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Exploring AI Dependence Upon ‘Artificial Stupidity’ For Autonomous Cars

Lance Eliot, AI Trends Insider

The role of Artificial Stupidity needs to be included in the discussion of Artificial Intelligence for self-driving cars, to be realistic.

We all generally seem to know what it means to say that someone is intelligent.

In contrast, when you label someone as “stupid,” the question arises as to what exactly that means. For example, does stupidity imply the lack of intelligence in a zero-sum fashion, or does stupidity occupy its own space and sit adjacent to intelligence as a parallel equal?

Let’s do a thought experiment on this weighty matter.

Suppose we somehow had a bucket filled with intelligence. We are going to pretend that intelligence is akin to something tangible and that we can essentially pour it into and possibly out of a bucket that we happen to have handy. Upon pouring this bucket filled with intelligence onto say the floor, what do you have left?

One answer is that the bucket is now entirely empty and there is nothing left inside the bucket at all. The bucket has become vacuous and contains absolutely nothing. Another answer is that the bucket upon being emptied of intelligence has a leftover that consists of stupidity. In other words, once you’ve removed so-called intelligence, the thing that you have remaining is stupidity.

I realize this is a seemingly esoteric discussion but, in a moment, you’ll see that the point being made has a rather significant ramification for many important things, including and particularly for the development and rise of Artificial Intelligence (AI).

Can intelligence exist without stupidity, or in a practical sense is there always some amount of stupidity that must exist if there is also the existence of stupidity?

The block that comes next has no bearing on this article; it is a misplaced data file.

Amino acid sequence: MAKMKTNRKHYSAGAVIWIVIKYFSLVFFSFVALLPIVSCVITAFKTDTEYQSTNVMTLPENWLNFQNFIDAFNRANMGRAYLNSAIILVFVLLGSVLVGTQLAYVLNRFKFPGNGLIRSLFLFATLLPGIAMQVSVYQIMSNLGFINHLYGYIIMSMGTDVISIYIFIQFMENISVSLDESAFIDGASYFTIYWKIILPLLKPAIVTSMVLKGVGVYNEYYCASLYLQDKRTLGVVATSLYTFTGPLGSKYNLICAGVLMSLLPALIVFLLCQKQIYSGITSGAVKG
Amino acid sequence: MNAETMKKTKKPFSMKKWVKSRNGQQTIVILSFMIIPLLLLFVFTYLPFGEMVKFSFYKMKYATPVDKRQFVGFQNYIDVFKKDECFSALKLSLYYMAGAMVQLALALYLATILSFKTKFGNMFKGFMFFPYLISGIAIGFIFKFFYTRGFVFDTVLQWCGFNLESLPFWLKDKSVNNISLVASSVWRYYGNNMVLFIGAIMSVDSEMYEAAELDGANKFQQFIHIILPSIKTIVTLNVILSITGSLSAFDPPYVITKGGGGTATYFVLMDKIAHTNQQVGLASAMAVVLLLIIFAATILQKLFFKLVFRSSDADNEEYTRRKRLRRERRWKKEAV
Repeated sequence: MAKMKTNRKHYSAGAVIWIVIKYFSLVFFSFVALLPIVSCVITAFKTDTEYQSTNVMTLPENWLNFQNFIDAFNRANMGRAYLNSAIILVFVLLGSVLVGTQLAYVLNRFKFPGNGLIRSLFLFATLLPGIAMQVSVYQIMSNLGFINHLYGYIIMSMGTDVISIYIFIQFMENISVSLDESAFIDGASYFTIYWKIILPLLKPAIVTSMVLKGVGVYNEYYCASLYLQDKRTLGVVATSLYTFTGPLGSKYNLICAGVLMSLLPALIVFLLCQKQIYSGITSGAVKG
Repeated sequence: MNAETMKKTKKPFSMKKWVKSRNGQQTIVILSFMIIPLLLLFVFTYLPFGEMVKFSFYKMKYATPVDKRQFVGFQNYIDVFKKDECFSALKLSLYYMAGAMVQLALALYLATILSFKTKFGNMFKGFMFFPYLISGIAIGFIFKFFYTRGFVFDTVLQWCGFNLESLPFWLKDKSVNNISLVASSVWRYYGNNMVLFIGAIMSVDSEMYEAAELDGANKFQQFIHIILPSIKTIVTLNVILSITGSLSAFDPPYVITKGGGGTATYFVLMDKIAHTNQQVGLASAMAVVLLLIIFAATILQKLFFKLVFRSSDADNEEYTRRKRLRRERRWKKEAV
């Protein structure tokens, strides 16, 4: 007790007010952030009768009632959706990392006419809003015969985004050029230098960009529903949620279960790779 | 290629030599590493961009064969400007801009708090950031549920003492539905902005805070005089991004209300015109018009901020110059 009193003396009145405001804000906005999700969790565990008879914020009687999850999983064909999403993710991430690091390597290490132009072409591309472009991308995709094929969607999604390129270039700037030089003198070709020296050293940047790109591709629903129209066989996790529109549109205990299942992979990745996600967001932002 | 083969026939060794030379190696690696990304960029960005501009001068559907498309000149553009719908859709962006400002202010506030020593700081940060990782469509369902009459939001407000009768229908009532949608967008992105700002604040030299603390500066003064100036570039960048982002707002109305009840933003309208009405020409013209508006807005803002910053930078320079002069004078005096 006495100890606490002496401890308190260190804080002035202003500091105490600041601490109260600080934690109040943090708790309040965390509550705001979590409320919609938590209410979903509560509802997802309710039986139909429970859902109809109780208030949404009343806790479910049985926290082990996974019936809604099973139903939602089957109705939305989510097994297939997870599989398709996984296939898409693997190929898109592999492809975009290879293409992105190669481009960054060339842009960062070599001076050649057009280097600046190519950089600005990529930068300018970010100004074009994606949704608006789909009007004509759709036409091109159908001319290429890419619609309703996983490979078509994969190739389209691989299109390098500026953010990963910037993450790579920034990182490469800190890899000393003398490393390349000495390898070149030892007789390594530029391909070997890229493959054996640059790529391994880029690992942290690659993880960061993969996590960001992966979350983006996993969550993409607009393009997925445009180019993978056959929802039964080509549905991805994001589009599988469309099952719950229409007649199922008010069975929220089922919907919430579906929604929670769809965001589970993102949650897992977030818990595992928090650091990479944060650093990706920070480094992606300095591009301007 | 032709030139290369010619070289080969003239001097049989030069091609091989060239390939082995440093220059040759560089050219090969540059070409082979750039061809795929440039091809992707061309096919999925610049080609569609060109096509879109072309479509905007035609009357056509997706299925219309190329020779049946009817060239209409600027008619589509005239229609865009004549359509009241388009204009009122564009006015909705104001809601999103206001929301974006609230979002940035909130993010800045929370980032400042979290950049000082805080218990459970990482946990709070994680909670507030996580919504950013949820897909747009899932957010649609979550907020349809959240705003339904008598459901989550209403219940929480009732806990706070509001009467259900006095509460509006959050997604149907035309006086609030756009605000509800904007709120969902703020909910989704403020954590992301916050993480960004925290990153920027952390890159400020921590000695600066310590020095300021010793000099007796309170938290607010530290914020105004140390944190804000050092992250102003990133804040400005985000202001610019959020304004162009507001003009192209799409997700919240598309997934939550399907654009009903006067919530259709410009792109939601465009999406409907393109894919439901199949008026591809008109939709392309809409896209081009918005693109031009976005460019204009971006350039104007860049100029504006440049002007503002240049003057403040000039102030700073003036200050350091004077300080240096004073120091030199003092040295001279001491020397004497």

Some assert that intelligence and stupidity are Zen-like yin and yang. In this perspective, you cannot grasp the nature of intelligence unless you also have a semblance of stupidity as a kind of measuring stick.

It is said that humans become increasingly intelligent over time, and thus are reducing their levels of stupidity. You might suggest that intelligence and stupidity are playing a zero-sum game, namely that as your intelligence rises you are simultaneously reducing your level of stupidity (similarly, if your stupidity rises, this implies that your intelligence lowers).

Can humans arrive at a 100% intelligence and a zero amount of stupidity, or are we fated to always have some amount of stupidity, no matter how hard we might try to become fully intelligent?

Returning to the bucket metaphor, some would claim that there will never be the case that you are completely and exclusively intelligent and have expunged stupidity. There will always be some amount of stupidity that’s sitting in that bucket.

If you are clever and try hard, you might be able to narrow down how much stupidity you have, though there is still some amount of stupidity in that bucket.

Does having stupidity help intelligence or is it harmful to intelligence?

You might be tempted to assume that any amount of stupidity is a bad thing and therefore we must always be striving to keep it caged or otherwise avoid its appearance. But we need to ask whether that simplistic view of tossing stupidity into the “bad” category and placing intelligence into the “good” category is potentially missing something more complex. You could argue that by being stupid, at times, in limited ways, doing so offers a means for intelligence to get even better.